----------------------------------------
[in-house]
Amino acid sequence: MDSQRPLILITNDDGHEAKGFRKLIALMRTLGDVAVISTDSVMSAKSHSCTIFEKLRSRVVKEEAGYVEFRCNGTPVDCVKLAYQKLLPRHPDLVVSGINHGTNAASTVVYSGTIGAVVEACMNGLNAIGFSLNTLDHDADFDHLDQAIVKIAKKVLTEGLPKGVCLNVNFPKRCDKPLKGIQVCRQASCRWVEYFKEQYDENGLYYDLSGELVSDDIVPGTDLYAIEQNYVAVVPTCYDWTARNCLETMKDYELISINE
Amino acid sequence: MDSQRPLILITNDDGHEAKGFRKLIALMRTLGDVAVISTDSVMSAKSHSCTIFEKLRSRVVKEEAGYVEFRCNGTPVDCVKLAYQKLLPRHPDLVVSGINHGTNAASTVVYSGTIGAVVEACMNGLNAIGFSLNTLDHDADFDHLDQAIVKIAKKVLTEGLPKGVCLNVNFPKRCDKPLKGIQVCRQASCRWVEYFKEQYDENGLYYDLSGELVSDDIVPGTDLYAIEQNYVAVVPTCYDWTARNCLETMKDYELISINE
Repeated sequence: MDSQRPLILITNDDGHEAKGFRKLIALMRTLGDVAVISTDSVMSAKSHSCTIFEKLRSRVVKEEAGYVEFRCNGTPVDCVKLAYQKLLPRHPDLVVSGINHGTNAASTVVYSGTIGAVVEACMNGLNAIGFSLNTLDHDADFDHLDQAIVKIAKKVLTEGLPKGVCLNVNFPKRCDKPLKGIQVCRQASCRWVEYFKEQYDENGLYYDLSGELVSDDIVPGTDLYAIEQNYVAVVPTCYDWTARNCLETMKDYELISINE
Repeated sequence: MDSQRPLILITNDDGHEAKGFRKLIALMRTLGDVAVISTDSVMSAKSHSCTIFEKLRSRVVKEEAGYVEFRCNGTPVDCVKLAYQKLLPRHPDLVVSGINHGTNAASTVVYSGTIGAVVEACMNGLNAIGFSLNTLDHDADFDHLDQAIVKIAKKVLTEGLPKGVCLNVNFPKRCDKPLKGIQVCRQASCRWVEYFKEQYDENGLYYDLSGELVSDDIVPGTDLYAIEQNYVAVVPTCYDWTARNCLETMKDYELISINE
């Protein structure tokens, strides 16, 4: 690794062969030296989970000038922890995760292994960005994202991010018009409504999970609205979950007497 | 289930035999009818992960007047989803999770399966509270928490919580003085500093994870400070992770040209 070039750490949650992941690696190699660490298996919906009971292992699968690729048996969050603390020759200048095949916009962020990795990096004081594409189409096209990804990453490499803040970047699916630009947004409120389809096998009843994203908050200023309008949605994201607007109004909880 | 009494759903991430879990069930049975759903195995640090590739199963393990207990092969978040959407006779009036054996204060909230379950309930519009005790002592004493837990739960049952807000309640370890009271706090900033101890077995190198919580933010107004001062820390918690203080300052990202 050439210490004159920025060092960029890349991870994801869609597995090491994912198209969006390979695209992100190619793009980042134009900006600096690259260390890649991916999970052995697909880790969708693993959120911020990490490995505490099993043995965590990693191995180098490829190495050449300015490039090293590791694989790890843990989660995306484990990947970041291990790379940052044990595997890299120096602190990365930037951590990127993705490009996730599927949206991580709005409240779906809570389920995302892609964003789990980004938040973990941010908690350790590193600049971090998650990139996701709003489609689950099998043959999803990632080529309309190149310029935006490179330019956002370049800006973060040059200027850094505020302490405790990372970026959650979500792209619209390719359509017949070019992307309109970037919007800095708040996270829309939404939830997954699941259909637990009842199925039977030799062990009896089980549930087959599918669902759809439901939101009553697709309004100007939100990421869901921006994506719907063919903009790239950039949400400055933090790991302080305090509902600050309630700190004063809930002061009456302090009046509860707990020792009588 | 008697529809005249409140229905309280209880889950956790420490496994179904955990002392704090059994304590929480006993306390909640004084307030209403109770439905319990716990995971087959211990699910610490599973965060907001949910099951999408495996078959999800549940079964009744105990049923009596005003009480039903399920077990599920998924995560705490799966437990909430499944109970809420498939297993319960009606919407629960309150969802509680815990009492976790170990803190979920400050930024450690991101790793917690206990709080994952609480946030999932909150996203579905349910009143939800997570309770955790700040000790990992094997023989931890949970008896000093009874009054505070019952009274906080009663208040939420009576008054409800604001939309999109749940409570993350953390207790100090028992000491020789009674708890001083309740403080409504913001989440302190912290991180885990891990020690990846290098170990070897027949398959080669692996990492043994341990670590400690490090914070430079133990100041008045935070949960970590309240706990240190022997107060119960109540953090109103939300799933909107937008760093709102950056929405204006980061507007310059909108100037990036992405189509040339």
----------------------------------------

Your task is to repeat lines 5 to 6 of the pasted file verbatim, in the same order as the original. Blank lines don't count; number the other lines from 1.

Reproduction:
Repeated sequence: MDSQRPLILITNDDGHEAKGFRKLIALMRTLGDVAVISTDSVMSAKSHSCTIFEKLRSRVVKEEAGYVEFRCNGTPVDCVKLAYQKLLPRHPDLVVSGINHGTNAASTVVYSGTIGAVVEACMNGLNAIGFSLNTLDHDADFDHLDQAIVKIAKKVLTEGLPKGVCLNVNFPKRCDKPLKGIQVCRQASCRWVEYFKEQYDENGLYYDLSGELVSDDIVPGTDLYAIEQNYVAVVPTCYDWTARNCLETMKDYELISINE
């Protein structure tokens, strides 16, 4: 690794062969030296989970000038922890995760292994960005994202991010018009409504999970609205979950007497 | 289930035999009818992960007047989803999770399966509270928490919580003085500093994870400070992770040209 070039750490949650992941690696190699660490298996919906009971292992699968690729048996969050603390020759200048095949916009962020990795990096004081594409189409096209990804990453490499803040970047699916630009947004409120389809096998009843994203908050200023309008949605994201607007109004909880 | 009494759903991430879990069930049975759903195995640090590739199963393990207990092969978040959407006779009036054996204060909230379950309930519009005790002592004493837990739960049952807000309640370890009271706090900033101890077995190198919580933010107004001062820390918690203080300052990202 050439210490004159920025060092960029890349991870994801869609597995090491994912198209969006390979695209992100190619793009980042134009900006600096690259260390890649991916999970052995697909880790969708693993959120911020990490490995505490099993043995965590990693191995180098490829190495050449300015490039090293590791694989790890843990989660995306484990990947970041291990790379940052044990595997890299120096602190990365930037951590990127993705490009996730599927949206991580709005409240779906809570389920995302892609964003789990980004938040973990941010908690350790590193600049971090998650990139996701709003489609689950099998043959999803990632080529309309190149310029935006490179330019956002370049800006973060040059200027850094505020302490405790990372970026959650979500792209619209390719359509017949070019992307309109970037919007800095708040996270829309939404939830997954699941259909637990009842199925039977030799062990009896089980549930087959599918669902759809439901939101009553697709309004100007939100990421869901921006994506719907063919903009790239950039949400400055933090790991302080305090509902600050309630700190004063809930002061009456302090009046509860707990020792009588 | 008697529809005249409140229905309280209880889950956790420490496994179904955990002392704090059994304590929480006993306390909640004084307030209403109770439905319990716990995971087959211990699910610490599973965060907001949910099951999408495996078959999800549940079964009744105990049923009596005003009480039903399920077990599920998924995560705490799966437990909430499944109970809420498939297993319960009606919407629960309150969802509680815990009492976790170990803190979920400050930024450690991101790793917690206990709080994952609480946030999932909150996203579905349910009143939800997570309770955790700040000790990992094997023989931890949970008896000093009874009054505070019952009274906080009663208040939420009576008054409800604001939309999109749940409570993350953390207790100090028992000491020789009674708890001083309740403080409504913001989440302190912290991180885990891990020690990846290098170990070897027949398959080669692996990492043994341990670590400690490090914070430079133990100041008045935070949960970590309240706990240190022997107060119960109540953090109103939300799933909107937008760093709102950056929405204006980061507007310059909108100037990036992405189509040339």